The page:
New timeline details mishandling and investigation of Bisard blood vial

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As the result of a Fox59 News investigation, the Marion County Prosecutor's Office is supplying the attorney for patrolman David Bisard a new and more complete accounting of the alleged mishandling of a crucial piece of blood evidence.

Bisard is accused of running down three motorcyclists and killing one in August of 2010.

Fox59 News has learned the FBI may be inquiring into the timeline revealed by our investigation.

Prosecutor Terry Curry said even though a vial of Bisard's blood was transferred from a refrigerated property room at police headquarters last November, it wasn't until earlier this month that his chief trial deputy sent an IMPD officer to inquire about its location.

"It is true that on April 4, Denise Robinson, our deputy prosecutor, met with Detective (Doug) Huestis and in preparation for the hearing the following week requested him to check on the vials."

Within the next few days, so-called Vial II was returned from a warm shelf in an annex property room on the east side to the refrigerator at IMPD headquarters. Curry said it was only later, just before a hearing in Judge Grant Hawkins' courtroom April 12, that Robinson, reacting to conversations with officers, began wondering whether the blood had been kept cold the previous six months.

"Prosecutor Robinson focused on that again the following week and then she for the first time became concerned whether there was a refrigerator at the annex."

Those concerns were never raised before Judge Grant Hawkins on April 12, and that concerns Bisard defense attorney John Kautzman.

"There's clear cut duties on a prosecutor to be a foot soldier in the seeking of truth and we need to make sure everybody is trying to uphold their professional obligations in doing that."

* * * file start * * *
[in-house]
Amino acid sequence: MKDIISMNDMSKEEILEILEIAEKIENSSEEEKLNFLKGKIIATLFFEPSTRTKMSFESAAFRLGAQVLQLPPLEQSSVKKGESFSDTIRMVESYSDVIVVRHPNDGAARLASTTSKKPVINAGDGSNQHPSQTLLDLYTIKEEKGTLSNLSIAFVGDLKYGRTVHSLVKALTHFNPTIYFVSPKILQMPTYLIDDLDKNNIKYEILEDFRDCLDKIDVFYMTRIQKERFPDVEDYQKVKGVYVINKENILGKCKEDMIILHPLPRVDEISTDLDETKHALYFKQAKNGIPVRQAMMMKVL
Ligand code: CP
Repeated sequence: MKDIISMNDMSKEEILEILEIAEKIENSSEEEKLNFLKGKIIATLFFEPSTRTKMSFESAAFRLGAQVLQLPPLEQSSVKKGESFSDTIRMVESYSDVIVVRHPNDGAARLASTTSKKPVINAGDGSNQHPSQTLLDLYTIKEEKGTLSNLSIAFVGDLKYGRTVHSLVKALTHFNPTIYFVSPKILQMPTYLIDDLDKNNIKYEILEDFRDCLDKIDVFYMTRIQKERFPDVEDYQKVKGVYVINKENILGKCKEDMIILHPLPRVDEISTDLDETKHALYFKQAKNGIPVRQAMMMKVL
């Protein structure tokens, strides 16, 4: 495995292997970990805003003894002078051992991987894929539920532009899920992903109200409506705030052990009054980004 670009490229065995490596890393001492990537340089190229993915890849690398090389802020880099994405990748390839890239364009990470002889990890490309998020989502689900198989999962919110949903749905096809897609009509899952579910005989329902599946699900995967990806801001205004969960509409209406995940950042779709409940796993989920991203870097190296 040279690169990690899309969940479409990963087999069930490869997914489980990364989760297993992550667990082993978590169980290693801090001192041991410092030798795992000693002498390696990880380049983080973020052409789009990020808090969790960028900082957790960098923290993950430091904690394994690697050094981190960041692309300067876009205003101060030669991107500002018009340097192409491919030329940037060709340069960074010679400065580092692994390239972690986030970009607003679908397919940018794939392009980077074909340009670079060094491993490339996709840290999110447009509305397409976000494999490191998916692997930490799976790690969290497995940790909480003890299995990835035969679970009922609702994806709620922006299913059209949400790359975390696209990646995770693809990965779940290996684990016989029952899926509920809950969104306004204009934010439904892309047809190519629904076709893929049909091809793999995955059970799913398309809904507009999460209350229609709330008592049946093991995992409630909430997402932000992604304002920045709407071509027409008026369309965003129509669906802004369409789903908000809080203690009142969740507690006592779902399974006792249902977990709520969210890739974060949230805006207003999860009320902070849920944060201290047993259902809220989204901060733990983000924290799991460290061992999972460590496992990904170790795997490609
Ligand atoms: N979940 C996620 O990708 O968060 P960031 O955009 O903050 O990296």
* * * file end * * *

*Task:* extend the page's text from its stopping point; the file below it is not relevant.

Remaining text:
Curry said the day after the hearing, Friday, April 13, his staff began making more detailed inquiries into the status of the blood sample and whether six months at room temperature had degraded its value as evidence. He said Detective Huestis learned at 7:15 a.m. this past Monday that the annex lab had no refrigerator and within an hour Police Chief Paul Ciesielski, who would resign the next day because of this mix up, was told.

Judge Hawkins has not yet signed the order to send the vial of blood to a Texas laboratory for testing of the presence of alcohol and DNA. Two vials of Bisard's blood, one possibly degraded in the property room annex and the other that was probably stored at police headquarters, remain refrigerated at the IMPD main property room.

As a result of Fox59's investigation, the prosecutor's office is reviewing its investigation into the mishandling of the blood sample and updating the defense.

Kautzman said he is reviewing the court transcripts from last week's hearing to determine if the prosecutors office misled the judge or the defense and he will likely file a motion to oppose the testing of the blood in Vial II because of this new information.

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